So this demonstrates the fact that we keep on improving the app to enhance its capabilities.
But of course, ultimately, its usefulness is down to all of us. So there’s two things I want to continue to urge people to do:
Firstly, if you haven’t already done so, and you’re able to, please downloaded the app.
As more than 1 ½ million of us already know, it takes less than 2 minutes to do it.
And as the numbers I’ve just reported demonstrate, it does make a difference.
But secondly, once you have downloaded the app - if you test positive for Covid, please make sure that you enter the code that you will be given when you test positive.
That sounds basic, but the evidence we have so far suggests not everybody remembers to do that part.
Entering to code is essential in order for people that you’ve been in close contact with to be notified that you have Covid.
So if everybody not just downloads the app, but remembers to do that crucial bit of entering the code, then the app can make an even bigger difference.
Those are the two specific issues I wanted to update you on today. Let me close, as I usually do, before the Chief Medical Officer and I take questions, by reminding you of the current rules and guidance.
If you live in Lothian, Lanarkshire, Forth Valley, Ayrshire and Arran and Greater Glasgow and Clyde, please don’t travel outside the area you live in unless you have a clear need to do so.
And please don’t travel to these areas for other parts of Scotland, unless it is necessary.
None of us – anywhere in the country– should be visiting each other’s homes at the moment, except for very specific exemptions like childcare, or if you’re looking after an older person.
And when we do meet people from other households - outdoors, or in public indoor places like cafés - the maximum group size should be 6 from a maximum of two households.
In addition, please avoid car-sharing unless it is essential. I’ve had people contacting me, asking if that is really important. So let me give you this piece of information.
According to our most recent figures, more than 1,000 people who tested positive for Covid in the previous week, reported sharing a car.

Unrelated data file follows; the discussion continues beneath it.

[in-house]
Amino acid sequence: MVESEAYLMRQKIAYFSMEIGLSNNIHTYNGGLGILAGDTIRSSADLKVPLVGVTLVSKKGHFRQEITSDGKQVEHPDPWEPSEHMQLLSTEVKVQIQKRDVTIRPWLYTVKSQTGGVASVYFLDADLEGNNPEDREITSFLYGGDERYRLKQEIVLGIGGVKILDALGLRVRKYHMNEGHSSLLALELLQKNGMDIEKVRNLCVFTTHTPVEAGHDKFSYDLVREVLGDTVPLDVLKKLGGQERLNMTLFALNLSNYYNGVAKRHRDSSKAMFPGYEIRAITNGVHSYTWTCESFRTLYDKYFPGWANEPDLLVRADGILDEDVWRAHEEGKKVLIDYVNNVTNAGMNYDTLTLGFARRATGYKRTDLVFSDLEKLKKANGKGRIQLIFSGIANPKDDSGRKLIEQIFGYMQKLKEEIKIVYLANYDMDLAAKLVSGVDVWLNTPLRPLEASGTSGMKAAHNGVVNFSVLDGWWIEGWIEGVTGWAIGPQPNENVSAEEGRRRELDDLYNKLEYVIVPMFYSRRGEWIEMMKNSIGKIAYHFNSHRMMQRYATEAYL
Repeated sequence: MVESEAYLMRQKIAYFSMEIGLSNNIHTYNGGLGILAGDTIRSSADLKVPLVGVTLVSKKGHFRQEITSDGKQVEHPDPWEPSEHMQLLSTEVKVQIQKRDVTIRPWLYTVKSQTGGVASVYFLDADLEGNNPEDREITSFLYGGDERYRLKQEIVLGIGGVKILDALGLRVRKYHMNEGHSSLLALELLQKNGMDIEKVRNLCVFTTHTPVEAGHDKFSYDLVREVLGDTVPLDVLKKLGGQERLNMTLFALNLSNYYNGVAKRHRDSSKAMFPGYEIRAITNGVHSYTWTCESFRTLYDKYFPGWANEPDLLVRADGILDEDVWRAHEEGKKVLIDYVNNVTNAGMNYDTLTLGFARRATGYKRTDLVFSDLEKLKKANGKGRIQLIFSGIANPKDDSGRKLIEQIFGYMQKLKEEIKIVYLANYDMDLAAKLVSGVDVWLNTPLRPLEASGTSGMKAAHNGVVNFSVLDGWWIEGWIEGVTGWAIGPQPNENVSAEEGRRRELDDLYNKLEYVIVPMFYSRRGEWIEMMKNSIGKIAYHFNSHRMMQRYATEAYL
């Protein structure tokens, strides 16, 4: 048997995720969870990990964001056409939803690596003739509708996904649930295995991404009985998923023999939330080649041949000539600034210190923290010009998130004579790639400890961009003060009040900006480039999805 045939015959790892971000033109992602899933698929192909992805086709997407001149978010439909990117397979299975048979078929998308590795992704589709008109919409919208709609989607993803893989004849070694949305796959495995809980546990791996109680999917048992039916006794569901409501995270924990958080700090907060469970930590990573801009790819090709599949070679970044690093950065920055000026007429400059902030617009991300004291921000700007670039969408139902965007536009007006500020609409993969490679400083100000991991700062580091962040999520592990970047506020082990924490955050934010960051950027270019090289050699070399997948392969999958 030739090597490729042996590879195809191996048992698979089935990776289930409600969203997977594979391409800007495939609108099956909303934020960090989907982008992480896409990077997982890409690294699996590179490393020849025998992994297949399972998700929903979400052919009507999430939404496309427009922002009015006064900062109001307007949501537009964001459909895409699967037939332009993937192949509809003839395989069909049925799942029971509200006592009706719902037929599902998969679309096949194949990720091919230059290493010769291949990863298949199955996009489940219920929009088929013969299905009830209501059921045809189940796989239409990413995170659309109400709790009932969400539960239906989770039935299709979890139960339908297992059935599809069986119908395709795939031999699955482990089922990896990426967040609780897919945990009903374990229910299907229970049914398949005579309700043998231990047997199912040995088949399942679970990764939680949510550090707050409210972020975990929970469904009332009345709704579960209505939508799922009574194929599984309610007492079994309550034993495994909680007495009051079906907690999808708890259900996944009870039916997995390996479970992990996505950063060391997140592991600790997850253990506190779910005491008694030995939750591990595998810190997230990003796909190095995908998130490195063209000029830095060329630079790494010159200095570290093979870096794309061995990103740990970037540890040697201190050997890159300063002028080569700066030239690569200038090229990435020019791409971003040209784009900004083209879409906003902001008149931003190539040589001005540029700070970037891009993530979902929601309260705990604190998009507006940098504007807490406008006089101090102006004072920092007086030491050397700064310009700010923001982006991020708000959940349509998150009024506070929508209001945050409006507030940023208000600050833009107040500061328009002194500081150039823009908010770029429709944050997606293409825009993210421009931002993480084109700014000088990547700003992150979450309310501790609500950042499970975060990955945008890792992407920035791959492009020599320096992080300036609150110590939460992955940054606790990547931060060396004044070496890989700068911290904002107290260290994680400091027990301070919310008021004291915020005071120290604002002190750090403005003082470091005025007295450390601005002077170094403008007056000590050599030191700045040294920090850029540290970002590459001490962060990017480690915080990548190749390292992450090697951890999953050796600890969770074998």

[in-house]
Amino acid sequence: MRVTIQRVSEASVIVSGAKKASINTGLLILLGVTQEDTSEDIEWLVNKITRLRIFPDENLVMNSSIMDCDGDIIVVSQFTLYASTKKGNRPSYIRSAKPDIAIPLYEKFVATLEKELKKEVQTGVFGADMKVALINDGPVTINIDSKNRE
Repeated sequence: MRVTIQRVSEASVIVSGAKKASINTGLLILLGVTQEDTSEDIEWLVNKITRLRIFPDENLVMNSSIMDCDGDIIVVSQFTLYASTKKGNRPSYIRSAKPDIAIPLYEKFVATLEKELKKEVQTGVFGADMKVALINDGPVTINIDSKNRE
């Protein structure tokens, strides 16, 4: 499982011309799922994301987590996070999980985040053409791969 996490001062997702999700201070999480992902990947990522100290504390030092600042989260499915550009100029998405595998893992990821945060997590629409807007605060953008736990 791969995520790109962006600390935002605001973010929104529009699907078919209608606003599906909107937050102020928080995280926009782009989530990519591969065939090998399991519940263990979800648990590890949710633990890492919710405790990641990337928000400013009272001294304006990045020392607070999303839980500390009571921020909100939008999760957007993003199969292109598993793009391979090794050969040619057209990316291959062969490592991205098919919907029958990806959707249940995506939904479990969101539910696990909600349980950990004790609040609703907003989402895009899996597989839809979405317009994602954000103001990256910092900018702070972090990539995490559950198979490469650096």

Now that doesn’t mean that’s where they all got the virus. We’ve gone through this before, people give this information to Test and Protect. But it is possible that some of these people got the virus from someone they were sharing a car with.
Work from home if you can.
And as I’ve already covered, download the app if you haven’t already done so.
And finally, remember the five rules that will help keep us all safe:
- Wear Face coverings
- Avoid places with crowds of people
- Clean hands and hard surfaces
- Keep two metres distance from people in other households.
- And Self isolate and get tested if you have symptoms.
It’s by following these rules that we can protect ourselves and protect those we love.
But it’s also by following these rules that we can support and protect our NHS.
And I want to end by emphasising this point. And it’s a point that we made frequently and regularly, and people responded to magnificently at the outset of the pandemic. But as we see hospital and ICU admissions rise again, it is vital yet again to make sure that we do protect our NHS, so that it can protect those who need treatment for Covid, but also those who need treatment for other illnesses and conditions as well.
And of course, it’s by following all of these rules that we can also save lives. And that right now is the most important thing of all.
So my thanks again to everybody for all of your efforts in doing all of that. It is deeply appreciated. And if we all continue to pull together to do these things, then hopefully we will continue to see the progress we need to make in getting through this virus.